Nearly 3 million American men are now living with prostate cancer. Pictured: Stiller speaks at a 2009 event that raised funds for the fight against cancer.
Men between the ages of 55-69 are encouraged to discuss with their doctor about undergoing prostate cancer screening, the U.S. Taylor says the test saved his life.
The new recommendation from the USPSTF is the latest chapter of a long debate over PSA-based prostate cancer screening.
In a draft guideline released today, the task force takes the position that for men aged 55 to 69, the decision to undergo screening "is an individual one". Those 70 and older shouldn't get screened.
According to the task force, many prostate cancers grow slowly or not at all, so some men will not experience any symptoms, nor will they die from the cancer.
"Many men will have a high PSA at some point in their lives, and most of those will not be prostate cancer but that will be something that the patient and doctor will be anxious about", Dr. Alex Krist, a member of the USPSTF, told ABC News. But, the new guidance opens the door to screening on a case-by-case basis for the 55 to 69 age group. But with no effective way to tell the risky prostate cancers from the harmless ones, most men undergo surgery or radiation after diagnosis.
One of the studies that influenced the committee's decision came in October, when researchers showed that doctors could safely monitor a patient's prostate cancer - largely through repeated PSA checks - without rushing to treat it.
Of those 240, biopsies would find that only 100 have prostate cancer.
The absolute number or how quickly the number rises from one year to another helps doctors to determine if a prostate biopsy is indicated.
Should middle-aged men get routine blood tests for prostate cancer?
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Though the draft recommendation applies to African-American men, who are at increased risk for developing and dying from prostate cancer, task force chair Kirsten Bibbins-Domingo, MD, PhD, said this high-risk group has been woefully understudied. However, this can also be attributed to other biological functions such as an infection or an enlarged prostate. Meanwhile, the estimated cost of coping with mammogram false positives and other types of unnecessary care in breast cancer has been estimated at $4 billion per year.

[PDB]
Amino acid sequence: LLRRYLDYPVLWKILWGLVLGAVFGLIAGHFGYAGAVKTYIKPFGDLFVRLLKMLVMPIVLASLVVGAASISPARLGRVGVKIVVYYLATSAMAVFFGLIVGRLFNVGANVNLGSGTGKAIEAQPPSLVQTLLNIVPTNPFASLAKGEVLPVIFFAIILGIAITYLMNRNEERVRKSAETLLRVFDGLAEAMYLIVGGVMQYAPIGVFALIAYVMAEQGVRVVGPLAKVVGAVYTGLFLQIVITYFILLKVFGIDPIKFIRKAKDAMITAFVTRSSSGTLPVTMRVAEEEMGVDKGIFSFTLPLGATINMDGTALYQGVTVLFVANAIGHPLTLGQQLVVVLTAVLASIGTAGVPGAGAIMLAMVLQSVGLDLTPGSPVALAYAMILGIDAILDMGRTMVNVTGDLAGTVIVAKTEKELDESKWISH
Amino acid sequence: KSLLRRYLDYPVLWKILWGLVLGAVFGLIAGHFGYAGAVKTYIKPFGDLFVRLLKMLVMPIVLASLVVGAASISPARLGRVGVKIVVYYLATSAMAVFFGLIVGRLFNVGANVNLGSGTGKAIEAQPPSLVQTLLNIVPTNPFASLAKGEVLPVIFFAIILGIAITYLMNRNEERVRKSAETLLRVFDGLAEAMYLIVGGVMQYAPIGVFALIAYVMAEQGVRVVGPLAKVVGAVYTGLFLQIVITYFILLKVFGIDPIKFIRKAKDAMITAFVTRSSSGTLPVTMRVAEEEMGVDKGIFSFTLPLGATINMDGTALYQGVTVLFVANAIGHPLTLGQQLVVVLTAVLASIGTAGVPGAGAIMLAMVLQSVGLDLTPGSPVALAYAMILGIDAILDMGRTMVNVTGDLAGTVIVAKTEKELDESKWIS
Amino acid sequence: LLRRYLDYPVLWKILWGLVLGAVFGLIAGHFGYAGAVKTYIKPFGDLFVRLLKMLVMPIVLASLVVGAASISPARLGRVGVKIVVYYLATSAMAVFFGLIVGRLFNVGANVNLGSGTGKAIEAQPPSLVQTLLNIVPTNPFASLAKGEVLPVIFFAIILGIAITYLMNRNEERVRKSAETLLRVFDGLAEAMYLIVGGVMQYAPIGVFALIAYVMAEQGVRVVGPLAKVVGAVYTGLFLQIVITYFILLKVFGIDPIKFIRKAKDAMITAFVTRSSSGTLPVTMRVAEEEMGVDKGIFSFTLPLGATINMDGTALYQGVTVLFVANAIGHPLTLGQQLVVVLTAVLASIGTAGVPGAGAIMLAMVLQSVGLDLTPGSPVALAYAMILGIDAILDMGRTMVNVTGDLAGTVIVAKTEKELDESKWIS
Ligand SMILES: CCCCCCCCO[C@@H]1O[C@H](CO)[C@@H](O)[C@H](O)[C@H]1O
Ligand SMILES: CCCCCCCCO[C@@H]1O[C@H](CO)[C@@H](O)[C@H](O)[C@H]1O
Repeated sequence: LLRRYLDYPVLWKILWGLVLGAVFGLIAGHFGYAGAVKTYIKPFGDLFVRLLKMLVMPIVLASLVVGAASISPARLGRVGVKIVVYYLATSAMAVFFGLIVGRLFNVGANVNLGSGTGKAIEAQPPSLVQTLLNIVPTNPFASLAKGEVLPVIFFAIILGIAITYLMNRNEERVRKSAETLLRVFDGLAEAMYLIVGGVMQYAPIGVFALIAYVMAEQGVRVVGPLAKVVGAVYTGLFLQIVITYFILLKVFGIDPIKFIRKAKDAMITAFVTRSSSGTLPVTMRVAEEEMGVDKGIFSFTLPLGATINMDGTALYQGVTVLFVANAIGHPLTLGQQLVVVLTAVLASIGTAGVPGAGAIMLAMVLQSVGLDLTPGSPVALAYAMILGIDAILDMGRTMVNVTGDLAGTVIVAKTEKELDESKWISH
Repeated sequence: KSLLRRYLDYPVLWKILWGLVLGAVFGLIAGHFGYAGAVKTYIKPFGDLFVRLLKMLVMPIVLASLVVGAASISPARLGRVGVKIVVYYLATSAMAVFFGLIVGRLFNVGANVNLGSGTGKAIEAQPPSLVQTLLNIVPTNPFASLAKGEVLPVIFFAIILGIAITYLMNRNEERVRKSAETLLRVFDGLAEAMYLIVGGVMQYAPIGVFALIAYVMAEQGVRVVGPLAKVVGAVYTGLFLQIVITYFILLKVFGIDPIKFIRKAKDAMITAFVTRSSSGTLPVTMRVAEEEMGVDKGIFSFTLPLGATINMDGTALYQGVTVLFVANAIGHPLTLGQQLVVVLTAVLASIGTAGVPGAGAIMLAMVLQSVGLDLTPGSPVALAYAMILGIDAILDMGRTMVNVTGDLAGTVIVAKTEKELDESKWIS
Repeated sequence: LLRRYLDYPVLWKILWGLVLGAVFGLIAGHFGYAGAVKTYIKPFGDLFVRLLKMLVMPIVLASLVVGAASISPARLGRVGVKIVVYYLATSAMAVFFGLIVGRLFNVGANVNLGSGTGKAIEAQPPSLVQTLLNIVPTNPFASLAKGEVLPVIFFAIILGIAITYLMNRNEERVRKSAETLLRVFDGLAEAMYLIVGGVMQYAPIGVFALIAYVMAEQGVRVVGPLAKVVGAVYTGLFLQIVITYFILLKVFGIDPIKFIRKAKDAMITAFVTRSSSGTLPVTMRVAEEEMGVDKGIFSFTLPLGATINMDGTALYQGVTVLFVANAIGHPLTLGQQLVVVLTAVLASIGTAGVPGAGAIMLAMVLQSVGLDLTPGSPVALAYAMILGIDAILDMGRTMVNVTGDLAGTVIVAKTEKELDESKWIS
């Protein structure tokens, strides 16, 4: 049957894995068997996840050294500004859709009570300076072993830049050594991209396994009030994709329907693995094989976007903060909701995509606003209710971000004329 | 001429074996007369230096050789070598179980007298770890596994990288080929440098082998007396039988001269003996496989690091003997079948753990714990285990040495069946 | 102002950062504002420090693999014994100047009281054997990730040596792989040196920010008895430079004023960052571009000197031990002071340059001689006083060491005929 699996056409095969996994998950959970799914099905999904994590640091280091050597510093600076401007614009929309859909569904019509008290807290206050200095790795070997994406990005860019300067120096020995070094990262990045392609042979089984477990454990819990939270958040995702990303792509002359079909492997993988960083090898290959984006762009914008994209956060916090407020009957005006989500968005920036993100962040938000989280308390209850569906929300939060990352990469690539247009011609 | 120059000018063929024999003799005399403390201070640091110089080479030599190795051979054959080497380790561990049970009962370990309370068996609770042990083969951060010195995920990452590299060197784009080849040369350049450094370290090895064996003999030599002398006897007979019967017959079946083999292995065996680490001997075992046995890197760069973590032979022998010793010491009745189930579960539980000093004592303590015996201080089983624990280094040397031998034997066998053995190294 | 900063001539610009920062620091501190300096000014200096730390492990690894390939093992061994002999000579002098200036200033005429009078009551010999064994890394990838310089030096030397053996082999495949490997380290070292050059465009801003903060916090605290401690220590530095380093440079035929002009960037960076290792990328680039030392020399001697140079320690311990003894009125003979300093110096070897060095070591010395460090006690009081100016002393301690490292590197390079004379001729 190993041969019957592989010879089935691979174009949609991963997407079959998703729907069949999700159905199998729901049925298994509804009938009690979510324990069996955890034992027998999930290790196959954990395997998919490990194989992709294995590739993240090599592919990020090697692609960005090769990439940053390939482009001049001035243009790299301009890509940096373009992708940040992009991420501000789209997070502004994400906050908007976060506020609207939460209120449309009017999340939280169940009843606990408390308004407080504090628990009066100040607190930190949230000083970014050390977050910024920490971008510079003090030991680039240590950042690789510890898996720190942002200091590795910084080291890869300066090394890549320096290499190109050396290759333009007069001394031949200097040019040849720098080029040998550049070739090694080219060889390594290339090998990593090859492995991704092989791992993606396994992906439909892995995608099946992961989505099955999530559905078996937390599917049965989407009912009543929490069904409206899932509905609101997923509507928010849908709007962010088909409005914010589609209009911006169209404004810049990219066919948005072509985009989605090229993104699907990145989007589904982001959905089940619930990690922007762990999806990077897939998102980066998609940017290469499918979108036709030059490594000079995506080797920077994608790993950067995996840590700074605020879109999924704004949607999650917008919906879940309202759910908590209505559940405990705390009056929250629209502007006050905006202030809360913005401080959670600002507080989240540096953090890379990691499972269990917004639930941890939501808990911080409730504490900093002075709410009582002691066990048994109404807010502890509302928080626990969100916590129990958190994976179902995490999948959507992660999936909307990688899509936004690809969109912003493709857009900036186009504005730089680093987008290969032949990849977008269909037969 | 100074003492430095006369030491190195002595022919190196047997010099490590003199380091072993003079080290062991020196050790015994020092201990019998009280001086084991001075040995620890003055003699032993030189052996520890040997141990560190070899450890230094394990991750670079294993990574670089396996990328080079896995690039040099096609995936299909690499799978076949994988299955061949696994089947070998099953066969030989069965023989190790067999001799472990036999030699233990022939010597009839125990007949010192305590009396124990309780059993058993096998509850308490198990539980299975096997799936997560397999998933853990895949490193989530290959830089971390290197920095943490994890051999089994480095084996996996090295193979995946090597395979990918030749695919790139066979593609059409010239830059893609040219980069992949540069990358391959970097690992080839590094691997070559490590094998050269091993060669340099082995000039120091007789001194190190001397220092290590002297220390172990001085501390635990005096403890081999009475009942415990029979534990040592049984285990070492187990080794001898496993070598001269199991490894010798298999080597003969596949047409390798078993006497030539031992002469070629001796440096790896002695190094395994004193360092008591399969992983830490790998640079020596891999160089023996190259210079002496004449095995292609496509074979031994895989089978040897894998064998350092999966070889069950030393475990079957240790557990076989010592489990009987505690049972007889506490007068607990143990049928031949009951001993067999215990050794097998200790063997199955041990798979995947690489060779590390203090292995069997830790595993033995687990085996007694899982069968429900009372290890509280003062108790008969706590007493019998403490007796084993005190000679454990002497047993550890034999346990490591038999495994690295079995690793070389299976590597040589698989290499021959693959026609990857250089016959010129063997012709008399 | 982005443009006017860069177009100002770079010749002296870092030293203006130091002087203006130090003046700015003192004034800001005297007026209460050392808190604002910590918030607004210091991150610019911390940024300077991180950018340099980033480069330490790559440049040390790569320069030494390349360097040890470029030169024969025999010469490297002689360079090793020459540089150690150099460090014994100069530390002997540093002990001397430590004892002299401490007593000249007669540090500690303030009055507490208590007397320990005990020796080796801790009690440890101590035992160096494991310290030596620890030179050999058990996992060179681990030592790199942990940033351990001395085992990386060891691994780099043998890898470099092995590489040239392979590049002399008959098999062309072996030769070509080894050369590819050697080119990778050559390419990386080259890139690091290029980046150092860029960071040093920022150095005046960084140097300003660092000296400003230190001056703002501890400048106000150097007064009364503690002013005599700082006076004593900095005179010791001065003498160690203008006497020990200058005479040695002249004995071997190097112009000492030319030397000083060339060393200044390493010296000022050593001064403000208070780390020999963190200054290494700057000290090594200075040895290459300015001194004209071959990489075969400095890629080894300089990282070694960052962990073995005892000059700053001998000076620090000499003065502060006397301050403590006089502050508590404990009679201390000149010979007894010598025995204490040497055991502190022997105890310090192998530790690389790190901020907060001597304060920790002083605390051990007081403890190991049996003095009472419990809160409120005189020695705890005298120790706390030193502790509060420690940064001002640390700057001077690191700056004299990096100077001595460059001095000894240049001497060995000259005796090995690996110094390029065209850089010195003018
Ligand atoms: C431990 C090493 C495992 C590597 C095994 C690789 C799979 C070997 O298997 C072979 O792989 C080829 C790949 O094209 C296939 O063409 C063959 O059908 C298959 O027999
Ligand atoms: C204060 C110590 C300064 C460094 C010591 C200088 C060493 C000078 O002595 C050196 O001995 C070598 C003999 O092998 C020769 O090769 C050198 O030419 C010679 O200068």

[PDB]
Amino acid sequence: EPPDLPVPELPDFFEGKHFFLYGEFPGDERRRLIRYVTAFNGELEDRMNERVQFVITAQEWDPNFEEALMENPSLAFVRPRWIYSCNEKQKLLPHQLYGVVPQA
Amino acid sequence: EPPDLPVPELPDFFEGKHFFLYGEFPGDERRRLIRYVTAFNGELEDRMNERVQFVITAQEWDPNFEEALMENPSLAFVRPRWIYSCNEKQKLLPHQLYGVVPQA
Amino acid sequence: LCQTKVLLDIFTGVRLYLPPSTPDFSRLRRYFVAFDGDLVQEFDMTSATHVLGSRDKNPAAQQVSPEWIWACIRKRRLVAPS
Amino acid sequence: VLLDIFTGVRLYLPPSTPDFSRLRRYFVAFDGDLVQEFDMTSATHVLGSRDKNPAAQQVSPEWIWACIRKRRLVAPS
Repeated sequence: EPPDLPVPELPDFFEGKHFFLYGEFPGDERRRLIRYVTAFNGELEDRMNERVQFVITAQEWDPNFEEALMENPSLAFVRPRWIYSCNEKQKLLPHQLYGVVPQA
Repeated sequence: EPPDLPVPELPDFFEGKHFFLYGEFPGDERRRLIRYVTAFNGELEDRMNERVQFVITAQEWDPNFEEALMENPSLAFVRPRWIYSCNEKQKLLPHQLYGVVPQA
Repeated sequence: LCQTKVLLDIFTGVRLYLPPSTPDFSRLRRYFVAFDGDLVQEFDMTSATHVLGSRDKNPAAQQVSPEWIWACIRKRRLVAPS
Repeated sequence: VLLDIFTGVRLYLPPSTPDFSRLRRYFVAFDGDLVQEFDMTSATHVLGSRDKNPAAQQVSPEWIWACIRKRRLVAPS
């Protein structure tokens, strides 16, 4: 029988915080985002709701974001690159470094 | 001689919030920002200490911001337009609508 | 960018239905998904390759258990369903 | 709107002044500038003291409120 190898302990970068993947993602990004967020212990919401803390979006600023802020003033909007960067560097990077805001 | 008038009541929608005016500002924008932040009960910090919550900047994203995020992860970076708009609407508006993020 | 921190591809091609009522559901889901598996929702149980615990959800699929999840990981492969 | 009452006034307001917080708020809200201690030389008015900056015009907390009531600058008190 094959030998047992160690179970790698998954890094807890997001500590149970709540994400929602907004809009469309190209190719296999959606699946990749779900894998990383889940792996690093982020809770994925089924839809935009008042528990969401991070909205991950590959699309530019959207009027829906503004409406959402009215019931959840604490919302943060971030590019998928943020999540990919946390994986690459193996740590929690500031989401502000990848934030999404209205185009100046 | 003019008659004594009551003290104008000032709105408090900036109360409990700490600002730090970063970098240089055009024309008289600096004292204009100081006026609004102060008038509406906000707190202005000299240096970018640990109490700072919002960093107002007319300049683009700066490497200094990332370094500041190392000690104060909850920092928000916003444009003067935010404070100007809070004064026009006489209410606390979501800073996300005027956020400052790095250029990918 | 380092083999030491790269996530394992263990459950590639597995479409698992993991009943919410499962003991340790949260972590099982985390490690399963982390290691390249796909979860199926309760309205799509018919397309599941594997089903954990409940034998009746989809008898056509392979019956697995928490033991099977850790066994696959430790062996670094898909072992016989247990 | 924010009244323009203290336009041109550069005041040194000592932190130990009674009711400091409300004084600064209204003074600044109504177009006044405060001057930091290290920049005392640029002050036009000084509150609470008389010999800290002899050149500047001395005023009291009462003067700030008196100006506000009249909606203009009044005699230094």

"It sounds like cooler heads have prevailed", said Dr. Jim Hu, a urologist and prostate cancer specialist at New York-Presbyterian/Weill Cornell Medical Center who called the old advice "draconian".
Whether or not to screen has been a hot-button issue, because the treatment for prostate cancer can be more harmful than the cancer itself.
"He said we are in time", Blumberg said. Now, the panel says discussion between a man and his doctor should guide decisions around getting the test. It can signal cancer but also can be caused by less serious prostate problems.
In breast cancer, the concern expressed by many studies has been that mammography screening doesn't result in significantly lower death rates from the disease. Elevated levels of this particular protein may be a sign of cancer. Since then, PSA screening rates have declined by as much as 10 percent, and now fewer than one-third of US men get the tests.
The American Academy of Family Physicians will conduct its own review of the evidence.
The government task force found that a newer approach, known as "active surveillance", reduced some of the harms associated with treatment.
The proposed guidelines do not specify how often men might want to screen their PSA levels, if they choose to do so. "I'm not sure if we could have been in time if we had done this a year or two from now", Blumberg said. It does not recommend earlier testing for black men and those with a family history but says they should know their risks are higher. Other groups say start earlier, depending on family history of prostate cancer and other factors. But many men can live with the disease for years without its causing serious illness.
But she added that the task force's guidelines have helped, giving doctors a citable source to introduce the notion that a positive mammogram result is not necessarily a big deal.